NC Average Teacher Salary Figures Misleading? Numbers Don’t Lie

RALEIGH – Now that average teacher pay in North Carolina has eclipsed the $50,000 mark, many on the Left point to the ‘average’ figure as misleading. Some teachers also dismiss the figure because they personally don’t make the average.

Obviously an average does not give the clearest picture about the distribution of salary ranges, but is the listed average teacher salary of $51,214 really that misleading?

Plenty of teachers certainly do make less than the average. However, large percentages of teachers make plenty more than the average. An average salary, mind you, that is nearly equal to the median HOUSEHOLD income for families across North Carolina.

WRAL set out to spin up more suspicion about teacher salary figures, and ended up making the case not only have the Republican raises made teacher far better off, but also did some serious damage to the Left’s ‘living wage’ narrative.

“Alexis Schauss has been in charge of determining that number since 2002. She is director of school business for the North Carolina Department of Public Instruction.

“On this average teacher compensation number, you can certainly argue against it in certain numbers, but what I do stand by is that we calculate it consistently from year to year,” Schauss said. “So when you’re looking at the trends and the changes, it is a comparable number, at least back to 2002, because that’s when I started. We pretty much haven’t made any changes.””

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So the stage is set with literal consistency among those calculating the figures. The State didn’t have up to date information for all 100 counties, so WRAL polled a cross section of counties to get their numbers.

So how impoverished are teachers really? How much worse is the reality than the average figures boasted by Republican lawmakers?

“More than half of Wake County’s teachers make the state’s average teacher salary, $51,214, or more, according to November 2017 salary data the district provided to WRAL News. The data showed the following:

  • Wake County public schools has 10,326 teachers.
  • Wake County’s average teacher salary is $54,046. (A Wake schools spokeswoman said their research shows the actual average salary is $53,469. It’s unclear how they calculated that number.)
  • 5,619 of the 10,326 teachers – 54.4 percent – make more than the state’s average teacher salary of $51,214.

The majority of teachers – more than 9,400make between $40,000 and $70,000 a year.”

More than half make MORE than the average salary of $51, 214. Hmmm. How much do you want to bet that Wake County will be one of, if not THE highest represented counties in next Wednesday’s walkout/protest at the General Assembly?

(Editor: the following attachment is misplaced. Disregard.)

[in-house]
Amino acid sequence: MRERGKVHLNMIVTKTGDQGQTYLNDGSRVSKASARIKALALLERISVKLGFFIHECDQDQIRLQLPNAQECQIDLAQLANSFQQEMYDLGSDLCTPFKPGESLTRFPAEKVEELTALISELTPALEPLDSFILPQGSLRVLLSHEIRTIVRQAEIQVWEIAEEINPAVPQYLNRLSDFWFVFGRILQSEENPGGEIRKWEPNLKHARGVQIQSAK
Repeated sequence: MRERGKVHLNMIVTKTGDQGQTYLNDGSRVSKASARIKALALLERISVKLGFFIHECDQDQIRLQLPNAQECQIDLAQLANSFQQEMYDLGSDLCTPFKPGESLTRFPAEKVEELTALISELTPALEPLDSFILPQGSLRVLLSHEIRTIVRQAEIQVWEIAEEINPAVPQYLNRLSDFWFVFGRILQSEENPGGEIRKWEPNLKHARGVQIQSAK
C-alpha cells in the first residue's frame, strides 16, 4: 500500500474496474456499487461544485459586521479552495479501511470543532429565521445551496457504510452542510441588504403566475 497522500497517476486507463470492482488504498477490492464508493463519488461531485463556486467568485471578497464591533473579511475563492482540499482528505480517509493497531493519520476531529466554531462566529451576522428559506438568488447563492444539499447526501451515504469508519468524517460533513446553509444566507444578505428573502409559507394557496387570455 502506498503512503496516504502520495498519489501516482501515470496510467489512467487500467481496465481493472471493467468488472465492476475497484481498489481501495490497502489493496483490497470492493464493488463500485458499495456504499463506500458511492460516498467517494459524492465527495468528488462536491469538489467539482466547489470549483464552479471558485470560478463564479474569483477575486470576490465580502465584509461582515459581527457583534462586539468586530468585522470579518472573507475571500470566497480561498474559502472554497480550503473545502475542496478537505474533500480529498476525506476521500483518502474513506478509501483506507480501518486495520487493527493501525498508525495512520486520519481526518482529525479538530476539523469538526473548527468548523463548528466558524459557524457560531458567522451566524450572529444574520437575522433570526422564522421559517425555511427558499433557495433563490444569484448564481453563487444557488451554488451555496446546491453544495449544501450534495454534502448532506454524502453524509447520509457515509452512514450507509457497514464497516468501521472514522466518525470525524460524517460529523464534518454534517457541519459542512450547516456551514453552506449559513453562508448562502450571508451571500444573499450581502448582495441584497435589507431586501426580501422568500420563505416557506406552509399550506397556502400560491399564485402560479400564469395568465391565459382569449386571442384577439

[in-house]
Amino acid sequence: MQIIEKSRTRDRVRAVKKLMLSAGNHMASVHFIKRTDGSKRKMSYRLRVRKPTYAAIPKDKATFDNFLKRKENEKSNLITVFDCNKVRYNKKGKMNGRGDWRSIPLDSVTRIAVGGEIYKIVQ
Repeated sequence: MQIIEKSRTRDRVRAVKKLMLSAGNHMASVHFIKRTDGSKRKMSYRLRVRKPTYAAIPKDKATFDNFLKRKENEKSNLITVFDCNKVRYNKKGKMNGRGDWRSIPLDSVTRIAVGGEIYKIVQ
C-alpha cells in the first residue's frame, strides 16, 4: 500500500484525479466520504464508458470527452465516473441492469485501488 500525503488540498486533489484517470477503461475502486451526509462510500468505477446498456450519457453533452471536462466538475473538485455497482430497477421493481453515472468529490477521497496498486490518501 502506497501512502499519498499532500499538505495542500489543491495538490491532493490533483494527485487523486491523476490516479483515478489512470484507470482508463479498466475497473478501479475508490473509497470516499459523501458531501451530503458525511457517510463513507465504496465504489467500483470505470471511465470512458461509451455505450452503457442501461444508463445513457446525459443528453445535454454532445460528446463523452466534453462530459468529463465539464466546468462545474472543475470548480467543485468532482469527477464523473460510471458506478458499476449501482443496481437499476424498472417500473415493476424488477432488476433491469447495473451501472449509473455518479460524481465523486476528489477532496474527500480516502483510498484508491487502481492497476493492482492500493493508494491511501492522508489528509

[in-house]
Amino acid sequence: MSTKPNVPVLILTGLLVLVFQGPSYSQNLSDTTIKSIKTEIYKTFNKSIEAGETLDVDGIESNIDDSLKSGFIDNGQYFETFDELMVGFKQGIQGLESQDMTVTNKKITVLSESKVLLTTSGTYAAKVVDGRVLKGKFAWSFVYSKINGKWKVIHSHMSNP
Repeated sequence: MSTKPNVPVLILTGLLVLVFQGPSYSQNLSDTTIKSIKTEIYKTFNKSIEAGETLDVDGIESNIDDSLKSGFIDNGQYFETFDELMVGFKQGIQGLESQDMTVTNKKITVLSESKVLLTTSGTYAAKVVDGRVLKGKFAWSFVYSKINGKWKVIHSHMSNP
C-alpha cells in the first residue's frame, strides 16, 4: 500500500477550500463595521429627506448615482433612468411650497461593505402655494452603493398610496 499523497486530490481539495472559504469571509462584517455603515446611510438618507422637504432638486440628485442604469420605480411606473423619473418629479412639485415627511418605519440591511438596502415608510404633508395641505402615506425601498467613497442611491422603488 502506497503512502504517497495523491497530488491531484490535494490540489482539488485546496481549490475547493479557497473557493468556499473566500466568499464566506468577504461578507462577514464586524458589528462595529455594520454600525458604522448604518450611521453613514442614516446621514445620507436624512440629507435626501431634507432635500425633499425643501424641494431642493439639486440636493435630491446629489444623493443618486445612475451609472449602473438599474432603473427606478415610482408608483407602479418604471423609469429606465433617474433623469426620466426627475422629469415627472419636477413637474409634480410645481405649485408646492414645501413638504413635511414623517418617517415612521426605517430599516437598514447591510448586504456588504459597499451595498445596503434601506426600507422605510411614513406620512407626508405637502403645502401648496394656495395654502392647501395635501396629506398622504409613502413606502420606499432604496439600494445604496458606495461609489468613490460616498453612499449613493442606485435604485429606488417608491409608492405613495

“But this is Wake County, one of the richest counties in the Old North State that offers the largest county supplement. So, what about those other counties?

Graham County, also in the far western part of the state, is another district where teachers get no supplemental pay from their county. Like Clay County, the majority of Graham County’s teachers make less than the state’s average teacher salary, $51,214, according to data the district provided. The data showed the following:

  • Graham County has 99 teachers.
  • Graham’s average teacher salary is $45,610.
  • 29 of the 99 teachers – 29.3 percent – make more than the state’s average teacher salary of $51,214.

Graham County’s highest-paid teacher makes $75,108 and has 28 years of experience, is National Board Certified with a Master’s degree and works 12 months a year, according to the district’s data. The next two highest-paid teachers make $62,590 a year.

A majority of Graham County’s teachers – nearly 70 teachers – make between $35,000 and $50,000 a year.

So this rural county with no county supplement still sports nearly a third of teachers that make more than the state average salary of $51,214.

WRAL points out that the highest paid teacher in Graham County has to work 12 months out of the year, as if that is a point worthy of sympathy.

One wonders what the cost of living is in a place like Graham County? With a huge majority of teachers making between $35,000-$50,000 (and many having at least a couple months off every year) it’s hard to connect these figures with the tale of poverty told by the Left.

It seems as if this figures do not include retirement or health benefits, both of which are quite generous when working for the State.

The last time Democrats were in power they were passing budgets that necessitated teacher layoffs around the state. The Republicans are set to give their fifth consecutive teacher pay raise and are sporting one of the fasted rates of increase in the country. Large percentages, in many cases majorities, of teachers are making more in salary than huge portions of working families across North Carolina.

If Democrats were the ones in power they would be celebrating these numbers, but instead the issue (and teachers themselves) are being used as political pawns in a campaign season.

How will this play, though, across the state when workers supporting their family of four on $40,000 a year see a Wake County teacher pulling in $75,000 holding a sign and screaming, demanding a “livable wage” to be paid for by taxpayers?

See more of the salary breakdowns in different North Carolina counties here.

 

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